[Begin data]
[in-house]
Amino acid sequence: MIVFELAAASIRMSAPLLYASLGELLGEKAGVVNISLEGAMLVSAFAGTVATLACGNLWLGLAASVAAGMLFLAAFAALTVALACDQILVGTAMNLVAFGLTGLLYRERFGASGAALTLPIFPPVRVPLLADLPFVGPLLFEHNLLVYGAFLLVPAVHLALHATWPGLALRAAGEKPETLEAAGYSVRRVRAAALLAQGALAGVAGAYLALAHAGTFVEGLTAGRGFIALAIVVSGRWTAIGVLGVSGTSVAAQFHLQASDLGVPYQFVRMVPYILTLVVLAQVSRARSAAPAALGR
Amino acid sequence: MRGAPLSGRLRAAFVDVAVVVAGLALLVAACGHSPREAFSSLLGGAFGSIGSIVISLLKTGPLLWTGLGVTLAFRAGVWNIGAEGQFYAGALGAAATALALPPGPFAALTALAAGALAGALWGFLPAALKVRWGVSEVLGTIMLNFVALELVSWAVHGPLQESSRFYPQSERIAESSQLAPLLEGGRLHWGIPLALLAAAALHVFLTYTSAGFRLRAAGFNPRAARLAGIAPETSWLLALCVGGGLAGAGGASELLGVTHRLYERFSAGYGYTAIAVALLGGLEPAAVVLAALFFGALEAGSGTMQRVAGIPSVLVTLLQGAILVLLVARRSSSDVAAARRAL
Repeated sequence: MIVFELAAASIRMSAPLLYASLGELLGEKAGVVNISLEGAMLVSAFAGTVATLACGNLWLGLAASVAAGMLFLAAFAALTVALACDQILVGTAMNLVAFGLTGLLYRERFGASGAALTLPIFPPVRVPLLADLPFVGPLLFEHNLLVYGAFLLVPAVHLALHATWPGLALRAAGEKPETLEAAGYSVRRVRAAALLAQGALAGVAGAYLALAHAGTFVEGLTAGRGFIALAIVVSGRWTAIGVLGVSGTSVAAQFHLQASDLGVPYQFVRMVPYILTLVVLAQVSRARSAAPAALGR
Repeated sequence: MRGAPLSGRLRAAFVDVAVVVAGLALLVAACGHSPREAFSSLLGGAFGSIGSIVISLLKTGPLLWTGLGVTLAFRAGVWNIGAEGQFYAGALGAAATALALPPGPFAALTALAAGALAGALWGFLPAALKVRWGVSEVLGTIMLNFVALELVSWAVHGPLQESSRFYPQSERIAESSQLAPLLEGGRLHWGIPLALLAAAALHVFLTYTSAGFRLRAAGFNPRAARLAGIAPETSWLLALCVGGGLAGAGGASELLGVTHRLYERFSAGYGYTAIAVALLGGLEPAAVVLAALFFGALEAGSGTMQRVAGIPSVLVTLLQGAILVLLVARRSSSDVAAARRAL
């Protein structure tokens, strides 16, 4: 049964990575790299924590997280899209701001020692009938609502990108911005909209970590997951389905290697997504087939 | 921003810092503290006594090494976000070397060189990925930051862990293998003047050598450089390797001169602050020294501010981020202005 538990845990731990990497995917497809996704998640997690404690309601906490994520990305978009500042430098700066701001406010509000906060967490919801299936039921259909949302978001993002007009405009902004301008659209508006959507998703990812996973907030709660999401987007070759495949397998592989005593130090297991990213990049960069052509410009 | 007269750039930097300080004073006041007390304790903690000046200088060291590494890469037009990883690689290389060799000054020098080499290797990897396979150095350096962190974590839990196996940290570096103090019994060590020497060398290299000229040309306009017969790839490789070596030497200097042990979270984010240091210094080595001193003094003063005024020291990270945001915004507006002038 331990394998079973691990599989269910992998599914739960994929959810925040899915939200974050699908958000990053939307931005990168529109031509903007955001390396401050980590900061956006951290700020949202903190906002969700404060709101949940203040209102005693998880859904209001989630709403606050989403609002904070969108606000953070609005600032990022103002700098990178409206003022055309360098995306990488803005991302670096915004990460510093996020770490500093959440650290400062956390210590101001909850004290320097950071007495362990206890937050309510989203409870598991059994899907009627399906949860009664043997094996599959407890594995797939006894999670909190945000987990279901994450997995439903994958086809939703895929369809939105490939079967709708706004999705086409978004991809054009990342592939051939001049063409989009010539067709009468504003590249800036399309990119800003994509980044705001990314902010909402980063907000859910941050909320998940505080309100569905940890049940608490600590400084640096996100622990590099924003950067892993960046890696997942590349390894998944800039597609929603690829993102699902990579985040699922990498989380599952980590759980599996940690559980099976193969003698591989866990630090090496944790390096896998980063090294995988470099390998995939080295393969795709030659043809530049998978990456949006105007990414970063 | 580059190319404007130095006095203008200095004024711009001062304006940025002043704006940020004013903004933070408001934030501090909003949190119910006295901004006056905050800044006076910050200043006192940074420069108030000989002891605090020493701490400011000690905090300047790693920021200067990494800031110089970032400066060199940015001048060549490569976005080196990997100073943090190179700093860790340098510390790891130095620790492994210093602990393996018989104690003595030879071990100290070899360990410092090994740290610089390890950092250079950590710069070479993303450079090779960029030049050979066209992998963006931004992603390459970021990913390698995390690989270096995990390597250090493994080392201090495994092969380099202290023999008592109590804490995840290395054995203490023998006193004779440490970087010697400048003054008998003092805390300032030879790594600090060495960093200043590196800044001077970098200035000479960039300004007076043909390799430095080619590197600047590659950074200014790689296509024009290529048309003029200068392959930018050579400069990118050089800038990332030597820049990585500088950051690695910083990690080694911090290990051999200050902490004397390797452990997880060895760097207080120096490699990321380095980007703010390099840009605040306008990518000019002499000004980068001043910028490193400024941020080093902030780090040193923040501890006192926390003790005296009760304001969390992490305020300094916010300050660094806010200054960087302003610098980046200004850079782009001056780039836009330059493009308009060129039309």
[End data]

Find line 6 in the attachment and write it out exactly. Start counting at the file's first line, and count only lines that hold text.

């Protein structure tokens, strides 16, 4: 049964990575790299924590997280899209701001020692009938609502990108911005909209970590997951389905290697997504087939 | 921003810092503290006594090494976000070397060189990925930051862990293998003047050598450089390797001169602050020294501010981020202005 538990845990731990990497995917497809996704998640997690404690309601906490994520990305978009500042430098700066701001406010509000906060967490919801299936039921259909949302978001993002007009405009902004301008659209508006959507998703990812996973907030709660999401987007070759495949397998592989005593130090297991990213990049960069052509410009 | 007269750039930097300080004073006041007390304790903690000046200088060291590494890469037009990883690689290389060799000054020098080499290797990897396979150095350096962190974590839990196996940290570096103090019994060590020497060398290299000229040309306009017969790839490789070596030497200097042990979270984010240091210094080595001193003094003063005024020291990270945001915004507006002038 331990394998079973691990599989269910992998599914739960994929959810925040899915939200974050699908958000990053939307931005990168529109031509903007955001390396401050980590900061956006951290700020949202903190906002969700404060709101949940203040209102005693998880859904209001989630709403606050989403609002904070969108606000953070609005600032990022103002700098990178409206003022055309360098995306990488803005991302670096915004990460510093996020770490500093959440650290400062956390210590101001909850004290320097950071007495362990206890937050309510989203409870598991059994899907009627399906949860009664043997094996599959407890594995797939006894999670909190945000987990279901994450997995439903994958086809939703895929369809939105490939079967709708706004999705086409978004991809054009990342592939051939001049063409989009010539067709009468504003590249800036399309990119800003994509980044705001990314902010909402980063907000859910941050909320998940505080309100569905940890049940608490600590400084640096996100622990590099924003950067892993960046890696997942590349390894998944800039597609929603690829993102699902990579985040699922990498989380599952980590759980599996940690559980099976193969003698591989866990630090090496944790390096896998980063090294995988470099390998995939080295393969795709030659043809530049998978990456949006105007990414970063 | 580059190319404007130095006095203008200095004024711009001062304006940025002043704006940020004013903004933070408001934030501090909003949190119910006295901004006056905050800044006076910050200043006192940074420069108030000989002891605090020493701490400011000690905090300047790693920021200067990494800031110089970032400066060199940015001048060549490569976005080196990997100073943090190179700093860790340098510390790891130095620790492994210093602990393996018989104690003595030879071990100290070899360990410092090994740290610089390890950092250079950590710069070479993303450079090779960029030049050979066209992998963006931004992603390459970021990913390698995390690989270096995990390597250090493994080392201090495994092969380099202290023999008592109590804490995840290395054995203490023998006193004779440490970087010697400048003054008998003092805390300032030879790594600090060495960093200043590196800044001077970098200035000479960039300004007076043909390799430095080619590197600047590659950074200014790689296509024009290529048309003029200068392959930018050579400069990118050089800038990332030597820049990585500088950051690695910083990690080694911090290990051999200050902490004397390797452990997880060895760097207080120096490699990321380095980007703010390099840009605040306008990518000019002499000004980068001043910028490193400024941020080093902030780090040193923040501890006192926390003790005296009760304001969390992490305020300094916010300050660094806010200054960087302003610098980046200004850079782009001056780039836009330059493009308009060129039309």